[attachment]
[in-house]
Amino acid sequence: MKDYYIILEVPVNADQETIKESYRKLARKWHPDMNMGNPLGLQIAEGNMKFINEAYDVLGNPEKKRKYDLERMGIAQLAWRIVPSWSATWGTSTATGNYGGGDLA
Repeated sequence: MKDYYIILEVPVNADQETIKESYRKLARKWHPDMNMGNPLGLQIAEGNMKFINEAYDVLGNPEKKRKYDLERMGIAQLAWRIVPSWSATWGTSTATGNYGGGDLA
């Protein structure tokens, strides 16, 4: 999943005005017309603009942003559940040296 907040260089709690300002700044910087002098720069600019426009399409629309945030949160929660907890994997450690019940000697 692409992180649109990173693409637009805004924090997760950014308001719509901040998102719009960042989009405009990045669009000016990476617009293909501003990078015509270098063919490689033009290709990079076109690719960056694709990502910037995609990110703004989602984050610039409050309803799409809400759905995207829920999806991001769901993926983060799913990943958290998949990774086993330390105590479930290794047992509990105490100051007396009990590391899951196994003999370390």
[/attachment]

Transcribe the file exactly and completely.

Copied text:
[in-house]
Amino acid sequence: MKDYYIILEVPVNADQETIKESYRKLARKWHPDMNMGNPLGLQIAEGNMKFINEAYDVLGNPEKKRKYDLERMGIAQLAWRIVPSWSATWGTSTATGNYGGGDLA
Repeated sequence: MKDYYIILEVPVNADQETIKESYRKLARKWHPDMNMGNPLGLQIAEGNMKFINEAYDVLGNPEKKRKYDLERMGIAQLAWRIVPSWSATWGTSTATGNYGGGDLA
């Protein structure tokens, strides 16, 4: 999943005005017309603009942003559940040296 907040260089709690300002700044910087002098720069600019426009399409629309945030949160929660907890994997450690019940000697 692409992180649109990173693409637009805004924090997760950014308001719509901040998102719009960042989009405009990045669009000016990476617009293909501003990078015509270098063919490689033009290709990079076109690719960056694709990502910037995609990110703004989602984050610039409050309803799409809400759905995207829920999806991001769901993926983060799913990943958290998949990774086993330390105590479930290794047992509990105490100051007396009990590391899951196994003999370390």